City Living

With artistic vision and a love for renovation, 2Michaels let us in on one of their New York residential projects.

West 15th Street Loft

Design: 2Michaels

Photography: Eric Laignel

Location: New York City

With artistic vision and a love for renovation, 2Michaels let us in on one of their New York residential projects. These images will inspire any new homeowners with a passion for an eclectic mix of both art and comfort.


This project involved some major renovation. With the loft already lived in, the homeowners added an extension after purchasing their neighbours’ side. Living in a busy city, space is always a rare commodity, so designing an open plan, the ultra spacious home was very high on the design list.

The owner Jesse Haines’ initial plan was simply to knock a hole in the common wall and keep the construction minimal—especially since her side had been gut-renovated just a few years earlier. But unsurprisingly the project snowballed after she began discussing it with Bryan Min Architect.

Although Bryan Min saved the newish kitchen, simply rotating the island, the hallways and a bathroom were toast. “Walls had to come down,” he said, “You always feel squished in New York, so we welcomed having space to breathe,”.

The Chelsea building was originally a factory, and circa 1900, the loft was a showroom with 13-foot ceilings. It was later converted into two separate apartments and rejoined by the homeowners. The couple residing here have children so all the furnishings were made to be child-friendly and practical. Bold bursts of colour were used in the bookshelf to emphasise the ceiling height and create warmth.

With today’s 3,700-square-foot layout, sleeping quarters have moved out of the front of the floor plate—the part that used to be the Haines apartment—and three bedrooms now form a row overlooking the garden at the rear, replacing the neighbours’ master bedroom, living room, and kitchen. Guests can stay in a study nearby.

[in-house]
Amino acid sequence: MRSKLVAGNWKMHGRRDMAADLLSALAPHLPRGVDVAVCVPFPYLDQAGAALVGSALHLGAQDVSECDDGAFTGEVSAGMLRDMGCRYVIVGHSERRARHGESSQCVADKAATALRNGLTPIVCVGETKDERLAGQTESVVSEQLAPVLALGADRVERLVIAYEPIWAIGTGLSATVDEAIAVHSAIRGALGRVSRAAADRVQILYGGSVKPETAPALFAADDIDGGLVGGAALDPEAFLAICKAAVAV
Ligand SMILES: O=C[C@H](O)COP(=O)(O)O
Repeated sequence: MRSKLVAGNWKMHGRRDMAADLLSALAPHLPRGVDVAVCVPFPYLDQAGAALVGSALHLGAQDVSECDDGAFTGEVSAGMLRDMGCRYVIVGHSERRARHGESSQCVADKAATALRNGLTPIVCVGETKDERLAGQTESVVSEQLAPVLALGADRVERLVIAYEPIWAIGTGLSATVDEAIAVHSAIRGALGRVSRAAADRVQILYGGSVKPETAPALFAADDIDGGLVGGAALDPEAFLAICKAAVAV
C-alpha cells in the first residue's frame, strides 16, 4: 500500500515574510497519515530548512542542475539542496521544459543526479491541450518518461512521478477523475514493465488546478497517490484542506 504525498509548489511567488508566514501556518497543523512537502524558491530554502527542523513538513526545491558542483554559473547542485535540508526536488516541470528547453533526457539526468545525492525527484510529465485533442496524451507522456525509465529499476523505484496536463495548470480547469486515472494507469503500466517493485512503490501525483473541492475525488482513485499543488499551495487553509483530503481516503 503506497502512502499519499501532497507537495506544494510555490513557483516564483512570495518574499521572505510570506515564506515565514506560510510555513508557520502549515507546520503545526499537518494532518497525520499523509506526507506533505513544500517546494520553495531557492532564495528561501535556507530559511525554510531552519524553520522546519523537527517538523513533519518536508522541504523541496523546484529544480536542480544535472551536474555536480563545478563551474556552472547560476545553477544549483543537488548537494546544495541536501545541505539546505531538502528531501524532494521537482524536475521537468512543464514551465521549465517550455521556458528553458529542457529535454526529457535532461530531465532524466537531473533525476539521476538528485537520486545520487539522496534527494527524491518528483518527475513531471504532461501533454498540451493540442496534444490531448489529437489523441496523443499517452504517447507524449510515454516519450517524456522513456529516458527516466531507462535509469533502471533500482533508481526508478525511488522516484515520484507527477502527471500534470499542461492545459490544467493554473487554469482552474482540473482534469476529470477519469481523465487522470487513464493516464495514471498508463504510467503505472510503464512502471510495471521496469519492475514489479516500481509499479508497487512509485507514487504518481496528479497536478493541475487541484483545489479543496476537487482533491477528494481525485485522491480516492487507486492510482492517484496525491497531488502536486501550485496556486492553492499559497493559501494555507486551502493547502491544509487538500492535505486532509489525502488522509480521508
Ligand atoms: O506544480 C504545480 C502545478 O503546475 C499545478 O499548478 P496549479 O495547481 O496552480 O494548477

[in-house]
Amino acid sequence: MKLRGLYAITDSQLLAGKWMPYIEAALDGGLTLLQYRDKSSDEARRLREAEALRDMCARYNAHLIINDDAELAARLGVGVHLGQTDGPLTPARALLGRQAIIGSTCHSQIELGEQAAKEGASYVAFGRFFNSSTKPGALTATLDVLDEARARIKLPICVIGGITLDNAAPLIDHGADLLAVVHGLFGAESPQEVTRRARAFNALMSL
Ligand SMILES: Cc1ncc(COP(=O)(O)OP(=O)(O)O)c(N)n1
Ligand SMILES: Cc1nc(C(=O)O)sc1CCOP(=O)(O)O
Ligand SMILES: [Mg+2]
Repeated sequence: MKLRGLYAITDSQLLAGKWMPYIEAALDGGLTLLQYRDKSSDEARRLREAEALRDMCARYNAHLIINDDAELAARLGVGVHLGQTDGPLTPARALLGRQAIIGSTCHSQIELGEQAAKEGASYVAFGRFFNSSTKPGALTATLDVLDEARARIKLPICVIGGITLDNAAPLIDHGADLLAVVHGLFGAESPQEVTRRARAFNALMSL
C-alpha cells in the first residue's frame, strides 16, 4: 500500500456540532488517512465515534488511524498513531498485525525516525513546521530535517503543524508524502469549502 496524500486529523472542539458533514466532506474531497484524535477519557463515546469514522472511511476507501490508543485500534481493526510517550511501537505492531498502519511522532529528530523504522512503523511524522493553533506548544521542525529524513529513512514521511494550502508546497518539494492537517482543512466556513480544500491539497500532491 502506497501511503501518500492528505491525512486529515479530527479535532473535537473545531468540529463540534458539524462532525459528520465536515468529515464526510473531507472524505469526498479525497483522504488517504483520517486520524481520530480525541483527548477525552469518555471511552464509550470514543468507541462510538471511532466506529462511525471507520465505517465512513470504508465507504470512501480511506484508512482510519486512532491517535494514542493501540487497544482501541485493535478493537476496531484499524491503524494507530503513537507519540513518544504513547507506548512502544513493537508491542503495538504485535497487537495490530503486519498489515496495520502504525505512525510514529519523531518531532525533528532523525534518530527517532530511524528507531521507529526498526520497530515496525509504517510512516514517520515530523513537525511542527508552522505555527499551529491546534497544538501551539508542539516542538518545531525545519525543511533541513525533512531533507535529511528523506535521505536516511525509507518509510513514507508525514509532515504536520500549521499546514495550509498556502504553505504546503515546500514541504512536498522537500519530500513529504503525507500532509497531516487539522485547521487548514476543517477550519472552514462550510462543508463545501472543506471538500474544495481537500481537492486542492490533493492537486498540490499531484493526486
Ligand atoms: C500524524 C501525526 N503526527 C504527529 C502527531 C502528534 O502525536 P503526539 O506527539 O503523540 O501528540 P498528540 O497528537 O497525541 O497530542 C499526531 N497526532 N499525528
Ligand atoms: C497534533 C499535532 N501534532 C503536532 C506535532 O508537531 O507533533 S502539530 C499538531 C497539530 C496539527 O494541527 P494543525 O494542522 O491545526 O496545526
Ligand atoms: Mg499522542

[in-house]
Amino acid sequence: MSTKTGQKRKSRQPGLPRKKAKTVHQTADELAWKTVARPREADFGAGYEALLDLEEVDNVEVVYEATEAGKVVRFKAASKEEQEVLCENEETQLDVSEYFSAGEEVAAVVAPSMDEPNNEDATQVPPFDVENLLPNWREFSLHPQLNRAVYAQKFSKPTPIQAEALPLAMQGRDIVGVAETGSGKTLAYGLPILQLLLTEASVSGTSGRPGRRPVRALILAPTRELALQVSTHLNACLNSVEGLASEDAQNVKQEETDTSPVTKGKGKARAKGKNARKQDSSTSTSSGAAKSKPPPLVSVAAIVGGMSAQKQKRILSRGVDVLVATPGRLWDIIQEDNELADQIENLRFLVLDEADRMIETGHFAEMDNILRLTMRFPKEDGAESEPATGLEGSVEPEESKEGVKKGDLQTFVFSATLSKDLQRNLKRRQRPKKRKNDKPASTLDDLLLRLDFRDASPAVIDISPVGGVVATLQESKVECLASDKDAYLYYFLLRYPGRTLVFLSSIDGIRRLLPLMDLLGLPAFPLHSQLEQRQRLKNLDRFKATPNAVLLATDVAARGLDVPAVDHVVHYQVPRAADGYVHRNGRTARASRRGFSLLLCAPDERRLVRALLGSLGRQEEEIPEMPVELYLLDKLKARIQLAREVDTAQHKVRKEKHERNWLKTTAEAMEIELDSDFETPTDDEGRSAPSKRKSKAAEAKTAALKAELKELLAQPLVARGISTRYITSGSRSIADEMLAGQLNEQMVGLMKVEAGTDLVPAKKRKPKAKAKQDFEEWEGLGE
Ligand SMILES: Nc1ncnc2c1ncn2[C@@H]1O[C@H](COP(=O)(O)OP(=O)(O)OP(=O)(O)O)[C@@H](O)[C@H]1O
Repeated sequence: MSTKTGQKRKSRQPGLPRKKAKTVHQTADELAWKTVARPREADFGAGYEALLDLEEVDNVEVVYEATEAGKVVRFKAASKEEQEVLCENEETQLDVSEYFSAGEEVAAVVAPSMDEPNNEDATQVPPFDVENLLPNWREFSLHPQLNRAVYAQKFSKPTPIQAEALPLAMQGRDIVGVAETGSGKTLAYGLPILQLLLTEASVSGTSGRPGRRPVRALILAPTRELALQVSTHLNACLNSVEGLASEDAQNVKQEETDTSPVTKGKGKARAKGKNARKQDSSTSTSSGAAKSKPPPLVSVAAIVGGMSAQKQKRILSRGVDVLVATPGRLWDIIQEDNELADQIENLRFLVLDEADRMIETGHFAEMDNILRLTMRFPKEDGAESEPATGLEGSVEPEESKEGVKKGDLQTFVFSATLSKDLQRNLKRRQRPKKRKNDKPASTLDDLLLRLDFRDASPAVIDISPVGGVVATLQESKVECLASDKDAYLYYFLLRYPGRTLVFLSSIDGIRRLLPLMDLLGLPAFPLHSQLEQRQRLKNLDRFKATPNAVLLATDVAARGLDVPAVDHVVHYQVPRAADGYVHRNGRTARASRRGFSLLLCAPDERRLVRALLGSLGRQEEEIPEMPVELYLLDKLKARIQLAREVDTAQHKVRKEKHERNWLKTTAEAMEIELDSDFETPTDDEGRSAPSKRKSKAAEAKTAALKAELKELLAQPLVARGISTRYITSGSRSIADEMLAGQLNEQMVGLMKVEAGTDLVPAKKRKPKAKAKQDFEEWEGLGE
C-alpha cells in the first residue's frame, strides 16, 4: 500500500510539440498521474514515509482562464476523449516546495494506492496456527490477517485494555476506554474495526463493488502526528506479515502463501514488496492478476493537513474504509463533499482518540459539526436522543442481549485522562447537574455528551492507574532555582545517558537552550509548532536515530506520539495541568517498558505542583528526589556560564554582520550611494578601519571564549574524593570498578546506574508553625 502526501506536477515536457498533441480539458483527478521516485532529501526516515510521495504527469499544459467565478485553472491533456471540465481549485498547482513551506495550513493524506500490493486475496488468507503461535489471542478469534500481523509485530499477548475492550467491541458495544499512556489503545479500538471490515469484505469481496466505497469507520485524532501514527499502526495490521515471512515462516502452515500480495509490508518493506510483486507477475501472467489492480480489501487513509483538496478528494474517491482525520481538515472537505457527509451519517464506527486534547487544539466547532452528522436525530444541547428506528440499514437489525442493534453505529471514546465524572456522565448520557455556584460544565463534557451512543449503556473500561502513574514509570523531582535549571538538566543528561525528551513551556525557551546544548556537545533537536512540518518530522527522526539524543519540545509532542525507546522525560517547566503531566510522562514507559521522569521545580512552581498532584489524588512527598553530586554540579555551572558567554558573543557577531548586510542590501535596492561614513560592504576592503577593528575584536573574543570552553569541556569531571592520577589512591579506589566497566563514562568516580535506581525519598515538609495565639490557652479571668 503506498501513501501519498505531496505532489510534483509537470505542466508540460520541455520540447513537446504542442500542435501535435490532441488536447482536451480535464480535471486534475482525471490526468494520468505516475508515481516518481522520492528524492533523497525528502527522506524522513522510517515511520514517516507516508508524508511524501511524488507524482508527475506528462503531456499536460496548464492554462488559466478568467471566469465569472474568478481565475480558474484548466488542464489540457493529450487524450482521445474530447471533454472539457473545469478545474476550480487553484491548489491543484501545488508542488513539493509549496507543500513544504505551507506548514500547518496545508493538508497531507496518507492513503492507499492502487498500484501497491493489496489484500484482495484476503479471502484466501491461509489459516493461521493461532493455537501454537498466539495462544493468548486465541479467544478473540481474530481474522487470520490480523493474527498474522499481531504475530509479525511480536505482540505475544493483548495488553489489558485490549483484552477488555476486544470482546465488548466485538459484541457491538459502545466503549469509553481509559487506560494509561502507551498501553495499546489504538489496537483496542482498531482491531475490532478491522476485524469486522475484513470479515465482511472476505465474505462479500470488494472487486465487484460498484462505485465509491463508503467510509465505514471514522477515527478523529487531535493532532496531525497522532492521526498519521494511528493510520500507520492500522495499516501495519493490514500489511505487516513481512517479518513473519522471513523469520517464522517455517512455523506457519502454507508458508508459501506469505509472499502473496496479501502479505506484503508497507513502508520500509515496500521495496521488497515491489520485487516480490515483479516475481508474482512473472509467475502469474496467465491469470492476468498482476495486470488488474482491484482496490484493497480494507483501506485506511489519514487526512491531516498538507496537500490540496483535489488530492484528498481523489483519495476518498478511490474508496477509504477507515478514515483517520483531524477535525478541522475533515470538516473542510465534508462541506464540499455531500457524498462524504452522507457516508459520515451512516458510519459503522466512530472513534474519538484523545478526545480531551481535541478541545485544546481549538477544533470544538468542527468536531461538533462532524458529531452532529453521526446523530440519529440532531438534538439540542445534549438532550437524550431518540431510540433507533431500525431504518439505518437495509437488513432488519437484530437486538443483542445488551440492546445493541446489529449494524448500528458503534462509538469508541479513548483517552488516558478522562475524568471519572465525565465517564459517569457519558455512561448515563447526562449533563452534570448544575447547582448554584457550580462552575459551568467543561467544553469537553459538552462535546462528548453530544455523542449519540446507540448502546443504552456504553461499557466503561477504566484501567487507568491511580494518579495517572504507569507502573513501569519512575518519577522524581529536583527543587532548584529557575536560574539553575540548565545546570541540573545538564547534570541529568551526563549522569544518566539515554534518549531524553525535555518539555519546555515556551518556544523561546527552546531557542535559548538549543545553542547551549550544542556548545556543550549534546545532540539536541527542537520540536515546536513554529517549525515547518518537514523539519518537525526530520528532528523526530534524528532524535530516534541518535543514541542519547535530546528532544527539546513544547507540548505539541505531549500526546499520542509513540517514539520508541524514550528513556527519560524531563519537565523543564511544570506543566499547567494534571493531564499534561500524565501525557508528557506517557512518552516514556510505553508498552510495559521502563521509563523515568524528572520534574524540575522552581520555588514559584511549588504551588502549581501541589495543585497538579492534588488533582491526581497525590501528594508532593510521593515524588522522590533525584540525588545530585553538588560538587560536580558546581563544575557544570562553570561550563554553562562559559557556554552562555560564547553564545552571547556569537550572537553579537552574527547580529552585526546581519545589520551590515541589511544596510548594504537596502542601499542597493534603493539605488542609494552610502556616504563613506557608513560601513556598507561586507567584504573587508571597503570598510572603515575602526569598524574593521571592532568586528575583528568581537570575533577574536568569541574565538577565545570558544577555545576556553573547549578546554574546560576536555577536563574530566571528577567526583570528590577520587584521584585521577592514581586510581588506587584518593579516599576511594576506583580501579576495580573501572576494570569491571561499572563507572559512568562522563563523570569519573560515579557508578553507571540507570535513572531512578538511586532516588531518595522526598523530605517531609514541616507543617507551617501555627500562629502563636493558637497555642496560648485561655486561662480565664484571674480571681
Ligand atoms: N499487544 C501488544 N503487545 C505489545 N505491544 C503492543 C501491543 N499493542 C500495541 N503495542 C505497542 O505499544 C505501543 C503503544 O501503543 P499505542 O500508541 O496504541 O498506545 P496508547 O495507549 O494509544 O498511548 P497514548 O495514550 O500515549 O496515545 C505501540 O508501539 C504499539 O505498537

First suggested solely for the new bedrooms, wide white-oak planks were ultimately extended to replace almost all the existing flooring, particularly the skimpy strips of prefinished bamboo that Haines regretted having installed the first time around. The pale wood contrasts with the blackened finish on the monumental steel beam columns.

The blackened finish came courtesy of the interior designers Jayne and Joan Michaels, the twins behind the firm 2Michaels, who were dazzled by the industrial character. “We couldn’t believe that lofts like this still existed in New York,” Joan Michaels says. The vastness was right out of the When Harry Met Sally era. “Jayne and Joan saw the potential in our space,” Haines says.

They also saw a way to overcome the limited budget for furnishings. “We couldn’t do all the legwork,” Jayne Michaels explains. Instead, designers and client would share inspirations and merchandise via a private board on Pinterest, assembling online to brainstorm at midnight or even later. One of those shared images sparked the idea to flank the headboard in the master bedroom with two slightly different woven pendant fixtures from Thailand.

What it all boils down to, however, is having an environment that is ideal for children. “The loft is really about the kids,” Joan Michaels says. Not only has a large open area en route from the public space to the bedrooms been designated a playroom, but there’s a second one perched, in tree-house fashion, on top of the freestanding volume that contains the study, a bathroom, and an office. When it’s time to go to sleep, the 4-year-old returns to a room where 2Michaels transformed a world map into a mural covering the wall opposite his bed.